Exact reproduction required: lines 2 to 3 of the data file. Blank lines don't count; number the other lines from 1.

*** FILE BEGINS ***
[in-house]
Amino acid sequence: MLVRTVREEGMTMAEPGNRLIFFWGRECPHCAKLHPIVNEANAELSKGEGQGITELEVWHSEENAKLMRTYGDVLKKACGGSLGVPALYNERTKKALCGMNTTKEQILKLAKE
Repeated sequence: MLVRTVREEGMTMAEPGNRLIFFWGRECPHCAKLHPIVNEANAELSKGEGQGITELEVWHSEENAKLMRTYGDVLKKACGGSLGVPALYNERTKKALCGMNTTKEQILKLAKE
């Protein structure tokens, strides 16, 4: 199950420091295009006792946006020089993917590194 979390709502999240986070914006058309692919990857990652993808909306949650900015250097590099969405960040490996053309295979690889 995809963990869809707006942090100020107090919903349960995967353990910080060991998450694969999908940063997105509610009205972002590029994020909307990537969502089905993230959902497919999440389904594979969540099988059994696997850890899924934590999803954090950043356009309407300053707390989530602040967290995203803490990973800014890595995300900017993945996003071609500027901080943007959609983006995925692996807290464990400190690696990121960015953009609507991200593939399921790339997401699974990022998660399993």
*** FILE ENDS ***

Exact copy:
Amino acid sequence: MLVRTVREEGMTMAEPGNRLIFFWGRECPHCAKLHPIVNEANAELSKGEGQGITELEVWHSEENAKLMRTYGDVLKKACGGSLGVPALYNERTKKALCGMNTTKEQILKLAKE
Repeated sequence: MLVRTVREEGMTMAEPGNRLIFFWGRECPHCAKLHPIVNEANAELSKGEGQGITELEVWHSEENAKLMRTYGDVLKKACGGSLGVPALYNERTKKALCGMNTTKEQILKLAKE